California will, of course, experience more cuts in both defense and domestic programs than any other state—but that’s because California is home to many more people than any other state (roughly 12 million more people live in California than live in the nation’s second largest state, Texas). Some cuts may have more noticeable consequences because they impact programs or installations that are particularly prominent in California. Wednesday’s Washington Post, for instance, reported on cuts to overtime for customs inspectors and the toll that may take on the Port of Long Beach’s ability to move its cargo promptly. (The adjoining ports of Long Beach and Los Angeles are the nation’s main port of entry for Asian imports; together, they handle 42 percent of the country’s imported goods.) But Phillip Sanfield, communications director for the Port of Los Angeles, said that the sequester’s effects to the ports have so far “been minimal, but real.” Officials at both ports have been meeting with government officials to more closely coordinate the hours of operation at the 14 terminals that are housed in the two ports so that the cuts won’t impose delays on the ports’ ability to move their goods. At the much smaller harbor at Port Hueneme, about 75 miles up the coast from the L.A.-Long Beach harbors, the reduction of customs inspectors’ hours will compel the port to close one day every weekend – but Sanfield expressed no apprehensions that such measures would have to be undertaken at L.A.-Long Beach.
The cutbacks to domestic spending will chiefly be felt in California because they come on top of cutbacks to state health and welfare programs that the legislature was compelled to enact in the depths of the recession, and that the state does not have the funds to restore, despite the passage of Proposition 30 last November, which provided an additional $6 billion annually to California’s public schools and universities. The sequester probably means that the state will have to reduce by 10,000 the number of pre-schoolers it can fund through Head Start—not a huge number in a state the size of California, but it comes on top of state budget cutbacks that have already reduced the number of enrollees in Head Start by 110,000, says Chris Hoene, executive director of the California Budget Project. Similar sequestration reductions, he says, will also take a toll on funding for special-needs education and local substance-abuse programs.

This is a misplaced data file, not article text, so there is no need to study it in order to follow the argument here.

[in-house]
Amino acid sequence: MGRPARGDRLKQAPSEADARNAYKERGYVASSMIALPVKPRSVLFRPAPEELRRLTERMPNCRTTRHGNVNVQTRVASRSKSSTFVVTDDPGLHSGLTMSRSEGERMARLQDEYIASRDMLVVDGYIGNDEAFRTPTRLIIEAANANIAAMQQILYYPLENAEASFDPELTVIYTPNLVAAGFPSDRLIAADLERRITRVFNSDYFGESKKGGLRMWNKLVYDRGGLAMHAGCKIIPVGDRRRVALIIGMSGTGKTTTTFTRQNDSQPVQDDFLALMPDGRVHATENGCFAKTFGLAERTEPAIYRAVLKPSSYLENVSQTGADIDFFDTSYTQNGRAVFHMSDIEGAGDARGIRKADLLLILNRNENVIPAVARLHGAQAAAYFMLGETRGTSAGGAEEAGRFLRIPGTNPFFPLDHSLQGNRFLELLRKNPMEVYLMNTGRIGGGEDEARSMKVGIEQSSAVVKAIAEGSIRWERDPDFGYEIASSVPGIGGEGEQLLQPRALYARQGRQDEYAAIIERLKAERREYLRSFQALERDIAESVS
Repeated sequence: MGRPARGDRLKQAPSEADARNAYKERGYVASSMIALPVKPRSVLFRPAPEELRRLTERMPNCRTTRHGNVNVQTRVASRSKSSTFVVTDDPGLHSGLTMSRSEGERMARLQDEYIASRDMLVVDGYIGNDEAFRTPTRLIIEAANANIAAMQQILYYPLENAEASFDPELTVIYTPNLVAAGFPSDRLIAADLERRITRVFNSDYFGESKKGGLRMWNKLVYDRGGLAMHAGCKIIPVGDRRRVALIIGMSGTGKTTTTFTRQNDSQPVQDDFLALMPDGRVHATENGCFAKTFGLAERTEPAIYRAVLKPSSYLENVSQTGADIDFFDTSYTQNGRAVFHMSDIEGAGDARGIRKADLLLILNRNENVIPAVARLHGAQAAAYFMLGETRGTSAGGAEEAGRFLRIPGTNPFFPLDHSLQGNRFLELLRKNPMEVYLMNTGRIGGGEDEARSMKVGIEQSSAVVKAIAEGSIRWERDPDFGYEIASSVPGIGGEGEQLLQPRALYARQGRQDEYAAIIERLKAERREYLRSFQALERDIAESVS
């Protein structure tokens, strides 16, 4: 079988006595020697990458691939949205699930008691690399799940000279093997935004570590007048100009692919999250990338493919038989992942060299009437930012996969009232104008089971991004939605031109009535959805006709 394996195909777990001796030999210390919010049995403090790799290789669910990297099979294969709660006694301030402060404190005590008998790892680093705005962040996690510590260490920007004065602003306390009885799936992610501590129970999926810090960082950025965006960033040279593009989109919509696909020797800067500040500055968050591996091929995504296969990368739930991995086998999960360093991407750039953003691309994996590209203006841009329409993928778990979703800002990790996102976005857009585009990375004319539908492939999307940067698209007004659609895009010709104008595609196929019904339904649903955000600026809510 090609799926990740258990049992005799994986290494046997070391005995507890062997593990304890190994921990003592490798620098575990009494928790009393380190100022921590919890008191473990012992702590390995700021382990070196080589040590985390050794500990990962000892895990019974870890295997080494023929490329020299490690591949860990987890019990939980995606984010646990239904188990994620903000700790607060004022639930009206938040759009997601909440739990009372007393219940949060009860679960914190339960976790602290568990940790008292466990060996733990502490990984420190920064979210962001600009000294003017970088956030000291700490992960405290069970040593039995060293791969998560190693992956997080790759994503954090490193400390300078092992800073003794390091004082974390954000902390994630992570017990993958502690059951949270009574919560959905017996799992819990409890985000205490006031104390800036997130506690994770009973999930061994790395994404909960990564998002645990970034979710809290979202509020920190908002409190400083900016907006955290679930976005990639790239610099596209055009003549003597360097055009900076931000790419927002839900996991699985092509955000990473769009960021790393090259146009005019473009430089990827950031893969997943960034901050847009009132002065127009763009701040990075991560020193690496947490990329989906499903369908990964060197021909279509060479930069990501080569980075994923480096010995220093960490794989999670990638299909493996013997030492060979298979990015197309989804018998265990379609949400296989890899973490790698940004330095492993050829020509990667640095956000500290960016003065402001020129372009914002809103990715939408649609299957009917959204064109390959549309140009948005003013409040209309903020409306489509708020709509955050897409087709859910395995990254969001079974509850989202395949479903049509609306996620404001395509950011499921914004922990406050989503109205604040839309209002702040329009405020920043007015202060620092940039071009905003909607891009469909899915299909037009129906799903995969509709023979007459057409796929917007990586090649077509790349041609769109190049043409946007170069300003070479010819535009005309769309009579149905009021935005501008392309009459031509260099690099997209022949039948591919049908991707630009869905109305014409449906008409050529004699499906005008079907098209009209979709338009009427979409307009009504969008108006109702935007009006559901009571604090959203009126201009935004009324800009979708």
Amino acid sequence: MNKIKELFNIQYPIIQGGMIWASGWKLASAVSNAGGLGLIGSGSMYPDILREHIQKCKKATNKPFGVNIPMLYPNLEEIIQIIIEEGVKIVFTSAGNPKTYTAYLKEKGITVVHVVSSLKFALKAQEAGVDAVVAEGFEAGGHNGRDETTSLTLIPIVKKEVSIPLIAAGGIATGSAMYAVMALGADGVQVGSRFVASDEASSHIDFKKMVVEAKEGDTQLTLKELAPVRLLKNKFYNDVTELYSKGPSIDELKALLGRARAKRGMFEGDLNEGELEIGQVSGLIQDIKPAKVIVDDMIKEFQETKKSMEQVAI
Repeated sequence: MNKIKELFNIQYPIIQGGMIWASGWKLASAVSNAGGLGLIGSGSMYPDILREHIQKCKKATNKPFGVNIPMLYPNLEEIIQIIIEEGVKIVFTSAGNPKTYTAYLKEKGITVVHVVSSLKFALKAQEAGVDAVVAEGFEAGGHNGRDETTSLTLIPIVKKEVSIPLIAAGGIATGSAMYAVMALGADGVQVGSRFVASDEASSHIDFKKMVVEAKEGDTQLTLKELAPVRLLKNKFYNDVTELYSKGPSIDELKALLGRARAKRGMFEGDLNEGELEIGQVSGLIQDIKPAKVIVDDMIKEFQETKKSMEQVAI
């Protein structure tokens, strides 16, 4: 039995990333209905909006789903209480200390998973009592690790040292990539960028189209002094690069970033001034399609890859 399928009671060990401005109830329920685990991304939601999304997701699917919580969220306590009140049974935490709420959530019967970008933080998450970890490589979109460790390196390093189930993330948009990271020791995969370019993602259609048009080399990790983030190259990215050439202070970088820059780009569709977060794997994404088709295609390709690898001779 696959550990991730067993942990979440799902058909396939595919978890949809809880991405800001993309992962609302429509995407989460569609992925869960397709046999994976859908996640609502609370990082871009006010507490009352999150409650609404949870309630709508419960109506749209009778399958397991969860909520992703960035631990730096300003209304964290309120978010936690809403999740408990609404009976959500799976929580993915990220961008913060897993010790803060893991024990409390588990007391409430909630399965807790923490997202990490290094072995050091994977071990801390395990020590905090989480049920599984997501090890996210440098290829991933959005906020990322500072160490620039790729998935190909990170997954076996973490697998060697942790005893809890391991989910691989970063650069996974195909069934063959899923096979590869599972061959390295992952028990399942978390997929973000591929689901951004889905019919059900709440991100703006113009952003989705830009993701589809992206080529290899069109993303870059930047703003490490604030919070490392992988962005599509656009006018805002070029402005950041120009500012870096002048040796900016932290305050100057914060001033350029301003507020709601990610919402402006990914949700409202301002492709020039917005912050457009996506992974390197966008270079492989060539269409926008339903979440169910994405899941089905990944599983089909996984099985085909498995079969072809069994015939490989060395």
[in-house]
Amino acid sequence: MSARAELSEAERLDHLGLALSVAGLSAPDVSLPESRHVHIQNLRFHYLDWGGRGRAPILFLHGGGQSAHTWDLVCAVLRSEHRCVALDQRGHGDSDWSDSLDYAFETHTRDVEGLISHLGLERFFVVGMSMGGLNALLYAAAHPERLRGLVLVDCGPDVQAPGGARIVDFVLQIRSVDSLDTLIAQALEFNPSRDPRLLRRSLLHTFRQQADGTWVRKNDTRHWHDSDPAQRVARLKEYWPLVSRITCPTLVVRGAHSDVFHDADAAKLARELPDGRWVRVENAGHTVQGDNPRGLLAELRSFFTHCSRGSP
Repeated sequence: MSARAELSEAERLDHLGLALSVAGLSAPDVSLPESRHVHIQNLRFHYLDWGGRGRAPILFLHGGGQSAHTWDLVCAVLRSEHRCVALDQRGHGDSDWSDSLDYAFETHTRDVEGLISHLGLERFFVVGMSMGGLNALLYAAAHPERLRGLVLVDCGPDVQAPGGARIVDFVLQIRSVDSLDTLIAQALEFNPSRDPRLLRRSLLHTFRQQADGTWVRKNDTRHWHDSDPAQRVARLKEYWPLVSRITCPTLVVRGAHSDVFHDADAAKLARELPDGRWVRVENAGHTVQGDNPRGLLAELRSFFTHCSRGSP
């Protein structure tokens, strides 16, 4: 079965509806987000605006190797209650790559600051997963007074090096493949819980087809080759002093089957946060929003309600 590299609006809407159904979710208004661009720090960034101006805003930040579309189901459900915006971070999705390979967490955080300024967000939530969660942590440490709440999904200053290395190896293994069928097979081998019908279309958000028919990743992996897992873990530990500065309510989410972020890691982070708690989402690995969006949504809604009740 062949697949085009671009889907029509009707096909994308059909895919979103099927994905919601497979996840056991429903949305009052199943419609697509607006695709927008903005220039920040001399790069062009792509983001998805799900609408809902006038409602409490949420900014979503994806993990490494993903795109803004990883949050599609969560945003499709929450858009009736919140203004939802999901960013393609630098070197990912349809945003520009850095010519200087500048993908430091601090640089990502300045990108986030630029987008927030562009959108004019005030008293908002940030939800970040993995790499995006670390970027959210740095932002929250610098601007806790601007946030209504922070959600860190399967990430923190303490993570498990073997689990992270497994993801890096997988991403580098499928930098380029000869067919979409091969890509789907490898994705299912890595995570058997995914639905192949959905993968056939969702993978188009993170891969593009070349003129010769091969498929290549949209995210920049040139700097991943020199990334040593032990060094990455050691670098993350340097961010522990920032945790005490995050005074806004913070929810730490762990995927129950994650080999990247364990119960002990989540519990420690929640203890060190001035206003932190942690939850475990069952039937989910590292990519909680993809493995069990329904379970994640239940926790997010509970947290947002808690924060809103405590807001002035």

Hoene’s main fear, however, is that the state’s fragile economy will grow more fragile still as federal workers are furloughed, consumer spending is correspondingly reduced, and business remain reluctant to hire. California’s unemployment rate still stands at 9.8 percent, the third highest among the states, though it has declined from 12.4 percent in 2010. Inland California was the epicenter of the nation’s housing and sub-prime mortgage bubbles in the first decade of this century, and in those regions joblessness is still staggeringly high. The sequester, and the herky-jerky nature of an economy dependent on “government by continuing resolution,” Hoene says, inhibits the state’s already feeble recovery.
It would be worse, of course, if California were still home to the defense industries of yore. But then, if California were still home to the defense industries of yore, its economy wouldn’t be so shaky to begin with.